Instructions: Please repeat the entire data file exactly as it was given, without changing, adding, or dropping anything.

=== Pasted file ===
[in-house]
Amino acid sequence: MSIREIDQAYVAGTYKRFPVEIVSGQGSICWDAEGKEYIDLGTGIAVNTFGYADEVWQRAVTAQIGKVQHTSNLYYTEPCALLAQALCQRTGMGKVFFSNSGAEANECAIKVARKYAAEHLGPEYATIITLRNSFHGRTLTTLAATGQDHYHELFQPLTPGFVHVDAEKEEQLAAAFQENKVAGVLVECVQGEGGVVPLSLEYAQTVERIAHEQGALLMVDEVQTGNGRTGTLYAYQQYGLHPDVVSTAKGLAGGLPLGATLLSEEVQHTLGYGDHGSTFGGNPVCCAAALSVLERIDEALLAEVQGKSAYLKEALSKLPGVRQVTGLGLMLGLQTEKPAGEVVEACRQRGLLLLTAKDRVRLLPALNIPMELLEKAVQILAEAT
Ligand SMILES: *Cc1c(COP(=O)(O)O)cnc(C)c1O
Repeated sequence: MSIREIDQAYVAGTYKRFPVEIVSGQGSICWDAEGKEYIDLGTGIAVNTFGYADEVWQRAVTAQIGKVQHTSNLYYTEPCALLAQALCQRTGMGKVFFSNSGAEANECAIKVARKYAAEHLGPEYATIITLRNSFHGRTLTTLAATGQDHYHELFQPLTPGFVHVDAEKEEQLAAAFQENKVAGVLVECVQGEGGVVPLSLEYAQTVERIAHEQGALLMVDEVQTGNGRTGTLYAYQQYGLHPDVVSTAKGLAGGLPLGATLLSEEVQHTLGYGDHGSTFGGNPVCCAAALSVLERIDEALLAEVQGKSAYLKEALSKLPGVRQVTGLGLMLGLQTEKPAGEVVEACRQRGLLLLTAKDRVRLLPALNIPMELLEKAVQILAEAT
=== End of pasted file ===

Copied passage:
[in-house]
Amino acid sequence: MSIREIDQAYVAGTYKRFPVEIVSGQGSICWDAEGKEYIDLGTGIAVNTFGYADEVWQRAVTAQIGKVQHTSNLYYTEPCALLAQALCQRTGMGKVFFSNSGAEANECAIKVARKYAAEHLGPEYATIITLRNSFHGRTLTTLAATGQDHYHELFQPLTPGFVHVDAEKEEQLAAAFQENKVAGVLVECVQGEGGVVPLSLEYAQTVERIAHEQGALLMVDEVQTGNGRTGTLYAYQQYGLHPDVVSTAKGLAGGLPLGATLLSEEVQHTLGYGDHGSTFGGNPVCCAAALSVLERIDEALLAEVQGKSAYLKEALSKLPGVRQVTGLGLMLGLQTEKPAGEVVEACRQRGLLLLTAKDRVRLLPALNIPMELLEKAVQILAEAT
Ligand SMILES: *Cc1c(COP(=O)(O)O)cnc(C)c1O
Repeated sequence: MSIREIDQAYVAGTYKRFPVEIVSGQGSICWDAEGKEYIDLGTGIAVNTFGYADEVWQRAVTAQIGKVQHTSNLYYTEPCALLAQALCQRTGMGKVFFSNSGAEANECAIKVARKYAAEHLGPEYATIITLRNSFHGRTLTTLAATGQDHYHELFQPLTPGFVHVDAEKEEQLAAAFQENKVAGVLVECVQGEGGVVPLSLEYAQTVERIAHEQGALLMVDEVQTGNGRTGTLYAYQQYGLHPDVVSTAKGLAGGLPLGATLLSEEVQHTLGYGDHGSTFGGNPVCCAAALSVLERIDEALLAEVQGKSAYLKEALSKLPGVRQVTGLGLMLGLQTEKPAGEVVEACRQRGLLLLTAKDRVRLLPALNIPMELLEKAVQILAEAT